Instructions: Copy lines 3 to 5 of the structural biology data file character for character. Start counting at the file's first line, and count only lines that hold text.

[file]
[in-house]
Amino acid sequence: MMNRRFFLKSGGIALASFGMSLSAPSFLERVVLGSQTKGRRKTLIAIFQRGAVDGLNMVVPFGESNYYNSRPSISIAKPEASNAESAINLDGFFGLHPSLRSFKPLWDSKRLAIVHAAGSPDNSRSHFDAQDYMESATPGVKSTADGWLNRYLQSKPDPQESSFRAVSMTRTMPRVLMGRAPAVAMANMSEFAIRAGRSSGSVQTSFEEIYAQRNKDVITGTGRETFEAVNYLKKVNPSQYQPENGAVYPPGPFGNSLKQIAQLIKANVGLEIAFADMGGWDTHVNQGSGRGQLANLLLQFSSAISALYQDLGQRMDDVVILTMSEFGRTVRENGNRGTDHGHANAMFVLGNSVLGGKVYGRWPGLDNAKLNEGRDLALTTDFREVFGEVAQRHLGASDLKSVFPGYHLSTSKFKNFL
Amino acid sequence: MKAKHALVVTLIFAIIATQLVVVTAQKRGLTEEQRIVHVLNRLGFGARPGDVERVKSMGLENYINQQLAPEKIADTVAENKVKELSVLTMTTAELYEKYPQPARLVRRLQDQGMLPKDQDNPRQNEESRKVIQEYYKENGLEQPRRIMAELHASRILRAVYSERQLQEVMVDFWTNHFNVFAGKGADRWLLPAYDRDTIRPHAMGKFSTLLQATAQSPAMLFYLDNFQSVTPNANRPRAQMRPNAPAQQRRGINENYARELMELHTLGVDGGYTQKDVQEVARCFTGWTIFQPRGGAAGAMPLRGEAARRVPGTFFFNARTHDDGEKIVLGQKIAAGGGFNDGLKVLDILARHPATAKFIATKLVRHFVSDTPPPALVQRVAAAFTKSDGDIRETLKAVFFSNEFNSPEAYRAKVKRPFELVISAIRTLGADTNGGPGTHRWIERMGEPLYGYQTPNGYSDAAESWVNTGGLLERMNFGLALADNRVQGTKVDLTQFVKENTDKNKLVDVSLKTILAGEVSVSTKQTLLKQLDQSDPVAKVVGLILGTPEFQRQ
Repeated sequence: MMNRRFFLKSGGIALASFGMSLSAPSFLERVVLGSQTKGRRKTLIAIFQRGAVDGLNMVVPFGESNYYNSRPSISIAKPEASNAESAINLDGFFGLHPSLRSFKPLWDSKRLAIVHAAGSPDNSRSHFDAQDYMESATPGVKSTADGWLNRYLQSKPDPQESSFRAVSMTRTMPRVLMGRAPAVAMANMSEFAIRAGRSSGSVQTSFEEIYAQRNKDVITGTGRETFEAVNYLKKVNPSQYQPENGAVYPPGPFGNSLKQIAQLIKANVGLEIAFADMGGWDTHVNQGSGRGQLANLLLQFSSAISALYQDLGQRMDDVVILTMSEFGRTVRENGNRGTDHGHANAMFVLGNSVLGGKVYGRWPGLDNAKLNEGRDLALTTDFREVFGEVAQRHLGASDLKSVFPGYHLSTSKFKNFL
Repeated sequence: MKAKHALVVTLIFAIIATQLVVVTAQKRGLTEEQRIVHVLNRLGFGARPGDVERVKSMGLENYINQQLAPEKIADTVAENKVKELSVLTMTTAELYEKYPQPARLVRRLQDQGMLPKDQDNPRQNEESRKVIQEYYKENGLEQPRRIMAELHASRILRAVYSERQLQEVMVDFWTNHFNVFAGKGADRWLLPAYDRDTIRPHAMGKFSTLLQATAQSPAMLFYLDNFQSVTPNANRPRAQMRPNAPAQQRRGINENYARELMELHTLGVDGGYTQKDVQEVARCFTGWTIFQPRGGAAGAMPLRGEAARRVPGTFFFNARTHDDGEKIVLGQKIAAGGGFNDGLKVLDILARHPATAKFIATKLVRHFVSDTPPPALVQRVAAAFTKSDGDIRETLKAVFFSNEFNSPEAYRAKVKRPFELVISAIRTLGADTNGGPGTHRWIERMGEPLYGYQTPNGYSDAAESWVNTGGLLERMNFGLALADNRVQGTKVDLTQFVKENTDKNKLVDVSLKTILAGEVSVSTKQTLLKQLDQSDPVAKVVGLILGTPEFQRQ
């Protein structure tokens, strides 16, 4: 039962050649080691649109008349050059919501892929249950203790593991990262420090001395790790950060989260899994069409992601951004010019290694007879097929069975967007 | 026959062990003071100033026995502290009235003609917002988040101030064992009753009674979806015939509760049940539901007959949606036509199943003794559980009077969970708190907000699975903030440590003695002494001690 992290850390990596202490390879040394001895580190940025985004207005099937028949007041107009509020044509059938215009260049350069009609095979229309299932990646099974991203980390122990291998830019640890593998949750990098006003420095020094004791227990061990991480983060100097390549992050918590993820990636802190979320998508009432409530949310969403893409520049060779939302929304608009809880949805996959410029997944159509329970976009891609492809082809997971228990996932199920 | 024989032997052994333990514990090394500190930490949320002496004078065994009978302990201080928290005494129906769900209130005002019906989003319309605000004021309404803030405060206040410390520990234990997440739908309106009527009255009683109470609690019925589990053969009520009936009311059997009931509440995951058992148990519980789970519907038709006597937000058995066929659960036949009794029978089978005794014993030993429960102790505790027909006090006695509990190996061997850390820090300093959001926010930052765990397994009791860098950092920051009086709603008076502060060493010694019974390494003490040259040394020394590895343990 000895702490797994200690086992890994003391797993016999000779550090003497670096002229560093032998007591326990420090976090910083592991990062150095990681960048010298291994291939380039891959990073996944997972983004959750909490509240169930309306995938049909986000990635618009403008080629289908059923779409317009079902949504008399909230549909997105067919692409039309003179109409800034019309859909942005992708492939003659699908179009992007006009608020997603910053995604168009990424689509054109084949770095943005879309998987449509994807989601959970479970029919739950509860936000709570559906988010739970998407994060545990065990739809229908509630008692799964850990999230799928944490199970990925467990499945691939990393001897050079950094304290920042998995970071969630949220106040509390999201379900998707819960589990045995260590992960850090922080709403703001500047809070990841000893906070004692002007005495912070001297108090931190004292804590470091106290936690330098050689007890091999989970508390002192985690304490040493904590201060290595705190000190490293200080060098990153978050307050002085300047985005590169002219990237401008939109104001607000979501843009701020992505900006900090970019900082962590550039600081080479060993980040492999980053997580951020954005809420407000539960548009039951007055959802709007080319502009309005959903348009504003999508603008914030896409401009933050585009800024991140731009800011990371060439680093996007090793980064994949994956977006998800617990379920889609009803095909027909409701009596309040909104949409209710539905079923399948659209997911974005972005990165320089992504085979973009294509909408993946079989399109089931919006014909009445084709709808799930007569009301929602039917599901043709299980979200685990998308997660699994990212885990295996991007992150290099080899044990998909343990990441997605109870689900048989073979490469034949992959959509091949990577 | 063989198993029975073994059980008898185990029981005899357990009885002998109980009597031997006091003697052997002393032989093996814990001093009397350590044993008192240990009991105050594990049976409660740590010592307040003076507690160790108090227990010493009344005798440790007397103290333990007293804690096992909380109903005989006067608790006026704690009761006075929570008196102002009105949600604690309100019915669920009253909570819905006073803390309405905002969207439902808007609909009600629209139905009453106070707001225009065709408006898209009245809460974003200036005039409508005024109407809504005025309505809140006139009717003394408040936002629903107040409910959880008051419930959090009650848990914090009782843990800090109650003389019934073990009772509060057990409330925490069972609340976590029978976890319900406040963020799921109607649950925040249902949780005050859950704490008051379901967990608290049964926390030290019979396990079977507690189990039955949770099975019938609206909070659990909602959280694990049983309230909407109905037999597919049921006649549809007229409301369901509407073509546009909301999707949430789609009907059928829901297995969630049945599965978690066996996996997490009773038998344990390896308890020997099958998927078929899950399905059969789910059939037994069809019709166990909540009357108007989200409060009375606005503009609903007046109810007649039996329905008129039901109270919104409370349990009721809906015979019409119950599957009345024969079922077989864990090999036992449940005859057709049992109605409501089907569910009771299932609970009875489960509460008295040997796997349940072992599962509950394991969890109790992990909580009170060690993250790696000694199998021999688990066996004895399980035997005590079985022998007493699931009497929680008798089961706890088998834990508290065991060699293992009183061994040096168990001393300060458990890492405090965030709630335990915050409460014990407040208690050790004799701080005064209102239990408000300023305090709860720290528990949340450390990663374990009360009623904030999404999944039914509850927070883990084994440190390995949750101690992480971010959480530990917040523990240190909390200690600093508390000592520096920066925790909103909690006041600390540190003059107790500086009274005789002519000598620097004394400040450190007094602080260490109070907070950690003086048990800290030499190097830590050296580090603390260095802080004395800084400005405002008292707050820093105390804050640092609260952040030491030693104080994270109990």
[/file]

Amino acid sequence: MKAKHALVVTLIFAIIATQLVVVTAQKRGLTEEQRIVHVLNRLGFGARPGDVERVKSMGLENYINQQLAPEKIADTVAENKVKELSVLTMTTAELYEKYPQPARLVRRLQDQGMLPKDQDNPRQNEESRKVIQEYYKENGLEQPRRIMAELHASRILRAVYSERQLQEVMVDFWTNHFNVFAGKGADRWLLPAYDRDTIRPHAMGKFSTLLQATAQSPAMLFYLDNFQSVTPNANRPRAQMRPNAPAQQRRGINENYARELMELHTLGVDGGYTQKDVQEVARCFTGWTIFQPRGGAAGAMPLRGEAARRVPGTFFFNARTHDDGEKIVLGQKIAAGGGFNDGLKVLDILARHPATAKFIATKLVRHFVSDTPPPALVQRVAAAFTKSDGDIRETLKAVFFSNEFNSPEAYRAKVKRPFELVISAIRTLGADTNGGPGTHRWIERMGEPLYGYQTPNGYSDAAESWVNTGGLLERMNFGLALADNRVQGTKVDLTQFVKENTDKNKLVDVSLKTILAGEVSVSTKQTLLKQLDQSDPVAKVVGLILGTPEFQRQ
Repeated sequence: MMNRRFFLKSGGIALASFGMSLSAPSFLERVVLGSQTKGRRKTLIAIFQRGAVDGLNMVVPFGESNYYNSRPSISIAKPEASNAESAINLDGFFGLHPSLRSFKPLWDSKRLAIVHAAGSPDNSRSHFDAQDYMESATPGVKSTADGWLNRYLQSKPDPQESSFRAVSMTRTMPRVLMGRAPAVAMANMSEFAIRAGRSSGSVQTSFEEIYAQRNKDVITGTGRETFEAVNYLKKVNPSQYQPENGAVYPPGPFGNSLKQIAQLIKANVGLEIAFADMGGWDTHVNQGSGRGQLANLLLQFSSAISALYQDLGQRMDDVVILTMSEFGRTVRENGNRGTDHGHANAMFVLGNSVLGGKVYGRWPGLDNAKLNEGRDLALTTDFREVFGEVAQRHLGASDLKSVFPGYHLSTSKFKNFL
Repeated sequence: MKAKHALVVTLIFAIIATQLVVVTAQKRGLTEEQRIVHVLNRLGFGARPGDVERVKSMGLENYINQQLAPEKIADTVAENKVKELSVLTMTTAELYEKYPQPARLVRRLQDQGMLPKDQDNPRQNEESRKVIQEYYKENGLEQPRRIMAELHASRILRAVYSERQLQEVMVDFWTNHFNVFAGKGADRWLLPAYDRDTIRPHAMGKFSTLLQATAQSPAMLFYLDNFQSVTPNANRPRAQMRPNAPAQQRRGINENYARELMELHTLGVDGGYTQKDVQEVARCFTGWTIFQPRGGAAGAMPLRGEAARRVPGTFFFNARTHDDGEKIVLGQKIAAGGGFNDGLKVLDILARHPATAKFIATKLVRHFVSDTPPPALVQRVAAAFTKSDGDIRETLKAVFFSNEFNSPEAYRAKVKRPFELVISAIRTLGADTNGGPGTHRWIERMGEPLYGYQTPNGYSDAAESWVNTGGLLERMNFGLALADNRVQGTKVDLTQFVKENTDKNKLVDVSLKTILAGEVSVSTKQTLLKQLDQSDPVAKVVGLILGTPEFQRQ